Nevertheless, on June 1, MHI plans to complete the acquisition of Bombardier’s Canada Regional Jet (CRJ) division, which will then provide maintenance and repair services for SpaceJets in Canada and the US. According to Japanese press reports, the entire value of the acquisition ($550 million, or nearly 60 billion yen) is likely to be written off this fiscal year.

This makes one wonder how MHI was planning to service a fleet of SpaceJets in North America before CRJ became available. 

But it also suggests that MHI is prepared to take whatever losses it must in order to avoid the kind of reputation-destroying design errors that led to fatal accidents with the Boeing 737 MAX, push its SpaceJet project through the Covid-19 downturn and, the company hopes, make it into a profitable business.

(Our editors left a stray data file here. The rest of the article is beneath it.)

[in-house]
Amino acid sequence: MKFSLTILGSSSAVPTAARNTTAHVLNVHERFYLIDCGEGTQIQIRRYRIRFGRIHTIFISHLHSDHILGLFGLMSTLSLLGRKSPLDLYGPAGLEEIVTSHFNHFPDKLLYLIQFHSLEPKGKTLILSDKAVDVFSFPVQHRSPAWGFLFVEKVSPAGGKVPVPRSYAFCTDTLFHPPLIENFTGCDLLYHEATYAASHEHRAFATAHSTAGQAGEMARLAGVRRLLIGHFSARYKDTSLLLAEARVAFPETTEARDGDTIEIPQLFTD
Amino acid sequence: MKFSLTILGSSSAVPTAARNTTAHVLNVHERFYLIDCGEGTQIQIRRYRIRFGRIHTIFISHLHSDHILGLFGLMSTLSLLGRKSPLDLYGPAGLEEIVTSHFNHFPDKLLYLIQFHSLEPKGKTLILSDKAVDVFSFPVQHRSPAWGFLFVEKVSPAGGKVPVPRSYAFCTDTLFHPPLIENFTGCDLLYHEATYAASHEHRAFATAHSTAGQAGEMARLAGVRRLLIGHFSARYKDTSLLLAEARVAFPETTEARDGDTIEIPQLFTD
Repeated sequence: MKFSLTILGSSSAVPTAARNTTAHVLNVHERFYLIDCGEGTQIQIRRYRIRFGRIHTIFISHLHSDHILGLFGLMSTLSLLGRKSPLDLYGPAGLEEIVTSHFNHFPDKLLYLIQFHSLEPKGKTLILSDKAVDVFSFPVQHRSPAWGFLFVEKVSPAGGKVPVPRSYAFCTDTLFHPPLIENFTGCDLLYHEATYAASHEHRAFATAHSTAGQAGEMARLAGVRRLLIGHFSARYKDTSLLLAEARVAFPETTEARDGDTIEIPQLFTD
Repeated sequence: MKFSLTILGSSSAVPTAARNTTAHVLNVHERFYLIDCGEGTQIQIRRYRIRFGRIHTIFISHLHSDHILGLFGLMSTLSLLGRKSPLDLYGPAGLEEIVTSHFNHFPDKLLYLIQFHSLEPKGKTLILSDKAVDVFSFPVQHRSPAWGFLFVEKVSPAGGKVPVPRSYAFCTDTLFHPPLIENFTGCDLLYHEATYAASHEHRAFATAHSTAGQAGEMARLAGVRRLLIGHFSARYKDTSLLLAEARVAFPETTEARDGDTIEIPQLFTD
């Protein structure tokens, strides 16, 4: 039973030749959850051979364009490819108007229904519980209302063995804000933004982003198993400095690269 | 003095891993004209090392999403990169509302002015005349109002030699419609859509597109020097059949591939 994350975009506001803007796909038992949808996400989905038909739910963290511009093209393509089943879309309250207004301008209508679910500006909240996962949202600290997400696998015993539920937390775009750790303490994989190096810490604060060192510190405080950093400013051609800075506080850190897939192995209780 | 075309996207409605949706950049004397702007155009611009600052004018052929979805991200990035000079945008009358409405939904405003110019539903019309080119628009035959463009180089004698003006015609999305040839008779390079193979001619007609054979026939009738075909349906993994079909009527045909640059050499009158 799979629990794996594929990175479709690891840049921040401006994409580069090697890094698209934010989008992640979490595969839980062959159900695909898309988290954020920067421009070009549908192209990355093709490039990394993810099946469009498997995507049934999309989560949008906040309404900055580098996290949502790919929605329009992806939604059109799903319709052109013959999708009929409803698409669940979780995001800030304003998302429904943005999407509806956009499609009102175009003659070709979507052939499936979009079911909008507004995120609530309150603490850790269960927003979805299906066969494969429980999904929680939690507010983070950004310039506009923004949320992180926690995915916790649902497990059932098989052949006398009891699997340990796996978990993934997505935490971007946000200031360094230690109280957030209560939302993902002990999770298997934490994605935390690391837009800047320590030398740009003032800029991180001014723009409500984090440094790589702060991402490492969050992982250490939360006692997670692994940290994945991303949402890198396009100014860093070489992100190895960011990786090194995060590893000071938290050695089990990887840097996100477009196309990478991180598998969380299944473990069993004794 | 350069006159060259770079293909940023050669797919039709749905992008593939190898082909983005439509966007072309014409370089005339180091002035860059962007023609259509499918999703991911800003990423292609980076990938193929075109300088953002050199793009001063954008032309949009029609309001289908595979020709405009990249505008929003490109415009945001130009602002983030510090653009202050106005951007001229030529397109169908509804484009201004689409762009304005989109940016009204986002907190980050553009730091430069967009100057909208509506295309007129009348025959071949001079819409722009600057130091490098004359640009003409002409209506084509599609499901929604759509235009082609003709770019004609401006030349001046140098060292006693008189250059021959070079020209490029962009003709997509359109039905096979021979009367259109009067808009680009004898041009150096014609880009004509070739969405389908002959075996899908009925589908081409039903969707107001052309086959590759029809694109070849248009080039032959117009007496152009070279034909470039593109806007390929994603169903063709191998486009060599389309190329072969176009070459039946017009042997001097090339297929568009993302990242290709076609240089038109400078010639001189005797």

This can probably be done without bankrupting the company. At the end of March 2020, MHI’s balance sheet showed net debt of 1.1 trillion yen, shareholders’ equity of 1.2 trillion yen and total assets of 5.0 trillion yen. The level of debt is high, but the company pays an average interest rate of only 1.1%. 

Japanese banks would probably not refuse to roll over the loans unless the situation became extreme. In that case – MHI being Japan’s largest defense contractor and an essential part of its space program – the government would be forced to step in and save the company.

Nevertheless, the opportunity cost of SpaceJet is enormous; the targeted market is highly competitive and not obviously profitable; and there are no leading-edge technologies involved. So we must ask: Why is this happening at a time when both the space race and the arms race are heating up? How did the priorities of a company that is key to national security become so skewed? And why is it tolerated by the government, the banks and the board of directors?

This is a company-specific problem. Those inclined to blame “Japan Inc.” should recall that HondaJet overtook Cessna to become the world’s top seller of small business jets in 2017.

Scott Foster is an analyst with Lightstream Research, Tokyo.